Evolving business models: A Web Shift in the Way Advertisers Seek Clicks
In the United States, $21.1 billion was spent on online advertising last year, up from $16.9 billion in 2006, according to eMarketer. Search advertising — Google’s stronghold — is the majority of that spending, according to Jeffrey Lindsay, an analyst at Sanford Bernstein.
According to a report by Imran Khan, an Internet analyst at JPMorgan Chase, ad networks “are growing much faster than the general graphical advertising industry.” He estimated that the top 20 ad networks had earned $2 billion in 2007, or 14 percent of the display market.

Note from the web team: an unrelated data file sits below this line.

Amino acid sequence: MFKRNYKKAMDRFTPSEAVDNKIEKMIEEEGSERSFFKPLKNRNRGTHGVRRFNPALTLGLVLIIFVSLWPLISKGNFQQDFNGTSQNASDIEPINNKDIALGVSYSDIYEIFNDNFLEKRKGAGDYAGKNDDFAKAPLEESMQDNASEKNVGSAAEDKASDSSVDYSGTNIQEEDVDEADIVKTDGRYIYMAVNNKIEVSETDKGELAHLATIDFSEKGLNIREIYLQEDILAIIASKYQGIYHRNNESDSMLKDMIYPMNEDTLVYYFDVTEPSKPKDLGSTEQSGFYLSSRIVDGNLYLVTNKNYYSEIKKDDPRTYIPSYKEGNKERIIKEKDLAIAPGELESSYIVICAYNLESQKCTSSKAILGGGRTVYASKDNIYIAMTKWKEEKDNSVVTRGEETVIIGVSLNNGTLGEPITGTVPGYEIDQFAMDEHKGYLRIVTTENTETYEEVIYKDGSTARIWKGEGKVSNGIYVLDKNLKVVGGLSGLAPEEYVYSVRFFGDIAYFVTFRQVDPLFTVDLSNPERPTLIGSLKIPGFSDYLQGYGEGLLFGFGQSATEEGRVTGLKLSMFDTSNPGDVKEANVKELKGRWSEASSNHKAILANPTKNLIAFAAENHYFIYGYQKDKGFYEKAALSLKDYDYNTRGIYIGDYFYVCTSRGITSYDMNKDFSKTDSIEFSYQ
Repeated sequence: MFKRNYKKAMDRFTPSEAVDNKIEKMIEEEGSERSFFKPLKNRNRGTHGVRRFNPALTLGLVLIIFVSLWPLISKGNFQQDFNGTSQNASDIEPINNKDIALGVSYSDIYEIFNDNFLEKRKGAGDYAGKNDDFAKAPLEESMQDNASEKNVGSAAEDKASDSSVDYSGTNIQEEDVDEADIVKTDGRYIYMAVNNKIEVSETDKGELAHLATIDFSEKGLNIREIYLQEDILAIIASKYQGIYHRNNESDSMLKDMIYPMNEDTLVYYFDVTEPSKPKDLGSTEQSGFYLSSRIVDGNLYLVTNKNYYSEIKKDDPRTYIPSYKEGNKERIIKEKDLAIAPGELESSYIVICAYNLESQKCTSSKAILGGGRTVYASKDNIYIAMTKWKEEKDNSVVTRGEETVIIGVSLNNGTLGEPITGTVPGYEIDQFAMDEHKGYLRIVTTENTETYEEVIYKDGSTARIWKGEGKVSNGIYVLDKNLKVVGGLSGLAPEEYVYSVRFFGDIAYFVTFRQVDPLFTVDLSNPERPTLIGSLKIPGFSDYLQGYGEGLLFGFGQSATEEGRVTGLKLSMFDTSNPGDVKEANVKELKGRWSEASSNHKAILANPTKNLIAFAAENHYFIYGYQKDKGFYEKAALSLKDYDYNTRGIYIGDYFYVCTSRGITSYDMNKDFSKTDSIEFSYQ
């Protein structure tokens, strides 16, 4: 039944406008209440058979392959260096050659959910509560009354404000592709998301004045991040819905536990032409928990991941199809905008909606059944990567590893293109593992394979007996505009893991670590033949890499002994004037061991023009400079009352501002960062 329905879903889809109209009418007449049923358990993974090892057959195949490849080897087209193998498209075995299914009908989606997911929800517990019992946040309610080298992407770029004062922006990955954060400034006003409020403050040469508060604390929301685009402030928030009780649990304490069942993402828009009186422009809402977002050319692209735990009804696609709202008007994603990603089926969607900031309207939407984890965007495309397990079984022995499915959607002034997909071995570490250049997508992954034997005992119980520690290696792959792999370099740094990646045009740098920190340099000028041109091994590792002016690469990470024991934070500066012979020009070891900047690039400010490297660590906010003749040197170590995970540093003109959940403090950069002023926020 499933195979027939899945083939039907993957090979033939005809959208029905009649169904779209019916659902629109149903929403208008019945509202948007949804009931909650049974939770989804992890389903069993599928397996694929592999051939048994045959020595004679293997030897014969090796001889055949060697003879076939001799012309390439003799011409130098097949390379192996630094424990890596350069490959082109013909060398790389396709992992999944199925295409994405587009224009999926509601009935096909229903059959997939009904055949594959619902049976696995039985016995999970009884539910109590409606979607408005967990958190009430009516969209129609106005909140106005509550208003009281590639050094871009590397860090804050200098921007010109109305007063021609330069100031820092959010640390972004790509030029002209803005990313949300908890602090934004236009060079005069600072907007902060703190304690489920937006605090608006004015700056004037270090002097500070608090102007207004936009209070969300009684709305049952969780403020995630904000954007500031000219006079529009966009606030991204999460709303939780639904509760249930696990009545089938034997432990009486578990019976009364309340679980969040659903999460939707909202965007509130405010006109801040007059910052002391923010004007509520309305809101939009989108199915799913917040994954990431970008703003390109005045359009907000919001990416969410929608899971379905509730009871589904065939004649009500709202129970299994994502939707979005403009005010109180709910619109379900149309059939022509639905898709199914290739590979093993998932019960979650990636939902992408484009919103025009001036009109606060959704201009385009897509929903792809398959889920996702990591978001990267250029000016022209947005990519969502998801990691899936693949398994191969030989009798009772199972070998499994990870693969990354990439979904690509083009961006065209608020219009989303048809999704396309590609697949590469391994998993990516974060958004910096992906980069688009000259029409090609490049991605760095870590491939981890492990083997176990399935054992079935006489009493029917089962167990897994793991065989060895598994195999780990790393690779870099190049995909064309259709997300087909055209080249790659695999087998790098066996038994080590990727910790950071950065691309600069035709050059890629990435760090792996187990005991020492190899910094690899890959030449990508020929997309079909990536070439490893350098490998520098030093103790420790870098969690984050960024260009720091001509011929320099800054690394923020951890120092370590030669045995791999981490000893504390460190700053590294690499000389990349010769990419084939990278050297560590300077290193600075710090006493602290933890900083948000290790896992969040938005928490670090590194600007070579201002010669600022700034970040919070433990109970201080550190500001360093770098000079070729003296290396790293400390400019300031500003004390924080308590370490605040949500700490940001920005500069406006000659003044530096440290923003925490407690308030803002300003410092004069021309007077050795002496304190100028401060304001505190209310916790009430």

The reasons ad networks are thriving are price and improved technology. Ad networks charge much lower cost per thousand ads served (known as CPMs), as low as $4 on an ad network with some targeting, compared with $40 and up for some ads on premium sites like MSN or Yahoo.
“While the home pages are still very effective media buys, the price tags on them have become a little outrageous for many advertisers. For all the growth that has gone on from a site standpoint, there are other ways to amass that type of audience fairly quickly that are more efficient,” said Margaret Clerkin, the chief executive of Mindshare Interaction, a media-buying firm.